Is the United Kingdom swinging against Brexit? That’s the conclusion of a 20,000-person mega-poll by Survation for Channel 4, which finds that Remain leads Leave by 54 to 46 per cent. The poll comes with the warm glow of being produced by the one traditional polling company to get the 2017 election result right, and also its size, but it is, of course, just one poll. It does, however, echo the general shift towards Remain that most polls have shown.
Robert Hayward, the pollster and Conservative peer who predicted the polling errors of both 1992 and 2015 has a good rule of thumb: first look at what the polls are telling you, then stress-test against whether the relevant groups of voters are actually behaving that way in real life. And this is where Survation’s size is so helpful, because it allows us to pinpoint the geographic and demographic groups who are moving one way or the other. Part of the shift is, put crudely, differential rates of mortality among Leavers and Remainers. We know that the young tend to favour Remain and that the old tend to die, so that makes sense.
But the shift isn’t just about the changing demographics of the United Kingdom: there is also movement from Leave to Remain among the 2016 electorate. And again, that looks plausible, with a major part of the shift coming among the third of ethnic minority voters who backed a Leave vote and in the south-west. It’s easy to forget because of the tone of the government’s Brexit strategy, but part of Vote Leave’s success was that it managed to sound inclusive enough to scoop up the votes of significant numbers of minority voters, in part because of the promise of fairer visa rules for people from outside the European Union after Brexit. That’s an argument I heard across the country during the referendum campaign – it’s an argument that has all but vanished.
Add that to the large number of voters who thought that Brexit would be over by now and don’t understand why the government is taking so long and making such a hash of it, and this poll certainly meets Hayward’s rule. Don’t forget that, while Brexiteers have done an excellent job (and George Osborne’s punishment budget threat helped, too) of taking the argument about the economy off the board at Westminster, in the outside world, food and other essential items are more expensive because of what’s happened to sterling since Brexit. You’d expect that to have consequences both for the government’s popularity and for the success of its animating project.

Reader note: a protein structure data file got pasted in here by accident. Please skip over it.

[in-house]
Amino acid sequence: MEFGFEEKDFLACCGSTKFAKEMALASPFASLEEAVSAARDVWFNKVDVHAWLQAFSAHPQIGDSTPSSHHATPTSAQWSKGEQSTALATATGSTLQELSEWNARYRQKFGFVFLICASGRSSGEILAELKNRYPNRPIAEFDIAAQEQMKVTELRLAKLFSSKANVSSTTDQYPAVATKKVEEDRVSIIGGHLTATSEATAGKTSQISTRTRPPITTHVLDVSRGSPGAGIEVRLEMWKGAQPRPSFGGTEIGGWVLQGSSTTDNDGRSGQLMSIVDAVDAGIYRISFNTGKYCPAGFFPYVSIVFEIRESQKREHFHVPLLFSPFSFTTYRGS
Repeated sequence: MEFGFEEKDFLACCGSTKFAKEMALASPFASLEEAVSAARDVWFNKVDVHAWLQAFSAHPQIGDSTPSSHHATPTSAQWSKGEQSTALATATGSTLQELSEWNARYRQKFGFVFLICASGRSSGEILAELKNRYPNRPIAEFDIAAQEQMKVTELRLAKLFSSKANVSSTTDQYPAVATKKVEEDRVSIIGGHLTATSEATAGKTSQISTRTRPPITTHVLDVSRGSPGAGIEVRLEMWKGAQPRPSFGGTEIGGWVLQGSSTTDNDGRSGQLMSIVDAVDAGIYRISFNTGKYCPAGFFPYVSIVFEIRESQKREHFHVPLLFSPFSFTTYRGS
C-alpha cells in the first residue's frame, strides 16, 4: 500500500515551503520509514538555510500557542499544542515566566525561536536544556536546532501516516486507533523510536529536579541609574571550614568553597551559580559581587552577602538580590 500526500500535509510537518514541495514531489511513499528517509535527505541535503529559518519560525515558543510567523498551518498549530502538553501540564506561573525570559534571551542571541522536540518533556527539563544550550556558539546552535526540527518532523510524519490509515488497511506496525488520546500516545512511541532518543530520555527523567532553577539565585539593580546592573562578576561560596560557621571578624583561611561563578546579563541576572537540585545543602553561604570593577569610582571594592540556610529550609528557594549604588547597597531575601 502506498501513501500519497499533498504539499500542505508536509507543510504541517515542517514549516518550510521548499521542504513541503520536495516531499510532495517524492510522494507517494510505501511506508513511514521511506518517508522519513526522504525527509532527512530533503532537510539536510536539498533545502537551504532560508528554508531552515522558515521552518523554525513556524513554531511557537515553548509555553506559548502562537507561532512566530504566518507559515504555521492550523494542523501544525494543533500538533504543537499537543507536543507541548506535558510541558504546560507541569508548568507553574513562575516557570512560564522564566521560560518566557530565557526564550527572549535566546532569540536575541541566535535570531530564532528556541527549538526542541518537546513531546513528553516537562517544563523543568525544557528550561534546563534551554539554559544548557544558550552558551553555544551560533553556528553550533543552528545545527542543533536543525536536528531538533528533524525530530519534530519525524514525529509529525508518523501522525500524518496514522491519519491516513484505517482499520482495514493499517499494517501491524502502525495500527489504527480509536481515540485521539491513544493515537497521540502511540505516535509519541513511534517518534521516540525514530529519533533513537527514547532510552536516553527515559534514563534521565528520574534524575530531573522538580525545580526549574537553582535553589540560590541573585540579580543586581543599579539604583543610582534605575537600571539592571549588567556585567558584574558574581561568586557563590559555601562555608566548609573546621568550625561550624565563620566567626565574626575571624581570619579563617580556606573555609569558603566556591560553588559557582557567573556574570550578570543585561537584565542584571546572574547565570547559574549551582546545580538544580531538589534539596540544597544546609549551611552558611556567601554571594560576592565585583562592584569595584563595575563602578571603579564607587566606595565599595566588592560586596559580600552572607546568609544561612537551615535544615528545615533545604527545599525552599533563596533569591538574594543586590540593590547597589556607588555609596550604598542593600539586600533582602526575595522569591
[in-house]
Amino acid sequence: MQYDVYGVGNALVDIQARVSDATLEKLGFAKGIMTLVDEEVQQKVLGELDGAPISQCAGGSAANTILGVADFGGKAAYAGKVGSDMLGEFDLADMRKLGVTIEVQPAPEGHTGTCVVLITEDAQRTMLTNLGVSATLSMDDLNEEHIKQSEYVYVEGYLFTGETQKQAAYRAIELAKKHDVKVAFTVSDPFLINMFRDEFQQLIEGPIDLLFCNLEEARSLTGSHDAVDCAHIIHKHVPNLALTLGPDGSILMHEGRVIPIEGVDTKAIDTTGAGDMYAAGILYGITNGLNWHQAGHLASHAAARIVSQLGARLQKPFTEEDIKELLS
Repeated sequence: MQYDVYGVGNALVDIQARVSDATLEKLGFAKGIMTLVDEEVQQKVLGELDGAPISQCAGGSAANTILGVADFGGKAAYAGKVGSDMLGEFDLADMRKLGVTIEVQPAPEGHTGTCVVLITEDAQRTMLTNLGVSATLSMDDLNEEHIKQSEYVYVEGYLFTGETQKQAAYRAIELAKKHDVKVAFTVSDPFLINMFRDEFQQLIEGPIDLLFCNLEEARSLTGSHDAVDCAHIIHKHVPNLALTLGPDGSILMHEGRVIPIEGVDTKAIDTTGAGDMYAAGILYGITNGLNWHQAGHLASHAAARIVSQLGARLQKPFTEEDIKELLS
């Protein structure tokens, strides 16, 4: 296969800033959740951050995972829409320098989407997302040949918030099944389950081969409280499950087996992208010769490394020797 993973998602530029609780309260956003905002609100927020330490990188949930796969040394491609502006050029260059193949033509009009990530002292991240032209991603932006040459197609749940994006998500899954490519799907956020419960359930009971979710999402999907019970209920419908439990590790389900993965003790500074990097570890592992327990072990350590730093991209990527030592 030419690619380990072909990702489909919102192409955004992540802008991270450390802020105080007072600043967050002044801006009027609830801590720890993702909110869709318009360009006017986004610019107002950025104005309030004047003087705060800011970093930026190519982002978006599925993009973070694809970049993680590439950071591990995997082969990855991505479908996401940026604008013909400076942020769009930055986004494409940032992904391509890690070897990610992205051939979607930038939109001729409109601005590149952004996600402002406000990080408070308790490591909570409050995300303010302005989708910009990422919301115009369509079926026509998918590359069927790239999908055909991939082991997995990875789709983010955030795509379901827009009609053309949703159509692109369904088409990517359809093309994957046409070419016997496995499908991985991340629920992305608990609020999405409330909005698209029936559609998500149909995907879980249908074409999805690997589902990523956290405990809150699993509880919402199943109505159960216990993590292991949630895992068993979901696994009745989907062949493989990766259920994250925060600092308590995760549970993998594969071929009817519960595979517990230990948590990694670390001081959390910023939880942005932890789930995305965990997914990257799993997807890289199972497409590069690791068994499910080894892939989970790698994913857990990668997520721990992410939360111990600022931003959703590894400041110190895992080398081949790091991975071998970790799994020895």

Does it matter? Well, I wouldn’t bet my house that this Remain lead is big enough to survive a referendum campaign and we are still a way off a parliamentary majority for another one in any case.
But it makes the lives of Labour whips easier and Theresa May’s hopes of passing her deal narrower. Why? Because if Labour MPs think their chances of getting a better outcome than Theresa May’s deal are higher they are more likely to vote against it, as the Labour leadership will undoubtedly instruct them to do. That works both ways, of course: this poll hands Conservative whips a powerful argument to Brexit ultras that if they don’t vote this way, then they might end up with no Brexit at all. The difference is that Labour whips are starting from a lower base: they are less would-be Labour rebels than Conservative ones to begin with. (At least, that’s the impression that both sets of whips have.)
Also, bluntly, the argument that Labour whips will be making is a hell of a lot more plausible than the one that Tory whips will make. There’s a clear path to a softer Brexit from voting down May’s deal, and a clear one to leaving without a deal at all. The path to a second referendum and no Brexit at all isn’t clear at all. May has the worst of all worlds: a situation in which it is clear why Labour rebels shouldn’t help her but the Tory case for putting up with her deal is still opaque.